Most Women Don't Know Stroke Symptoms
According to a national survey by The Ohio State University, most women don’t know their risk factors for stroke, or its symptoms.
Investigators from the university’s Wexner Medical Center found that among 1,000 women who were surveyed, only 11 percent could identify pregnancy, lupus, migraine headaches and oral contraception or hormone replacement therapy as female-specific stroke risks.
Only 10 percent knew that hiccups along with unusual chest pain are among the early warning signs of a stroke.
“I think we have a ways to go when it comes to educating women about stroke and their unique risk factors,” said Dr. Diana Greene-Chandos, a neurologist and director of neuroscience critical care at Ohio State’s Wexner Medical Center. “Things like pregnancy, hormone replacement therapy and even something as trivial as a case of the hiccups can all play an important role when it comes to strokes in women, and we need to be more aware of it.”
Some risk factors are the same for both women and men, including smoking, not exercising or having a blood pressure higher than 140⁄90. Other stroke risk factors for men and women include having a hemoglobin A1C of more than 7 if you are already diabetic, or 5.7 if not; as well as having a LDL cholesterol of less than 100 if you are without additional stroke risks, or less than 70 with additional stroke risks, particularly diabetes, she said.
According to a news release from the university, onlinehe assessments are available to help evaluate your stroke risks, said Greene-Chandos, including a simple pen-and-paper test created by Ohio State’s stroke experts that can be downloaded here.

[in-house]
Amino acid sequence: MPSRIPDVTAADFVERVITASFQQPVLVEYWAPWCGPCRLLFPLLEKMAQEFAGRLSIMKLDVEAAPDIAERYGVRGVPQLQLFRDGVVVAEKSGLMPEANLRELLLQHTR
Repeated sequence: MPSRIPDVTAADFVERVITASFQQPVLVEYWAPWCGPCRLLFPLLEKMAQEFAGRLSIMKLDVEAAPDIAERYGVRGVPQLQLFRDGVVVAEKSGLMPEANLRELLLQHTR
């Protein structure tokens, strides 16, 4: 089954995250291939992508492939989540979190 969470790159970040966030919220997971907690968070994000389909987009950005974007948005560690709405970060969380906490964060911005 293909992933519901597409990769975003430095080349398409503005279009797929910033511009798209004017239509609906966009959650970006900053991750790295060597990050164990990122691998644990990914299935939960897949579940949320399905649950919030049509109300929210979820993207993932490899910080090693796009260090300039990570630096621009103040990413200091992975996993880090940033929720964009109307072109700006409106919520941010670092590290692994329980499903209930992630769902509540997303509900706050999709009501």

“Women and men should really on focus keeping their blood pressure under 140/90, because having high blood pressure consistently puts people at risk for having a stroke,” said Greene-Chandos, who is part of the team of stroke experts at Ohio State’s Wexner Medical Center’s Comprehensive Neurovascular Stroke Center.
But symptoms of stroke can be different for women, and may include hiccups, dizziness that is not classic vertigo, headaches, atypical chest pain and/or numbness of the entire body with one side being more numb than the other.
Recognizing a stroke quickly and seeking medical help immediately is crucial. Treatment with a clot-busting drug is only consistently an option within three hours of the onset of the stroke.
Each year, about 795,000 Americans suffer a new or recurrent stroke and more than 137,000 people die from stroke. About 60 percent of stroke deaths occur in females, and 40 percent in males, according to the American Heart Association (AHA) and American Stroke Association (ASA).
The number of people having strokes is rising each year, in part because of the aging population. Every 40 seconds someone has a stroke in the United States, and stroke kills someone in the United States about every four minutes, according to AHA/ASA.
The survey was released to coincide with Stroke Awareness Month in May.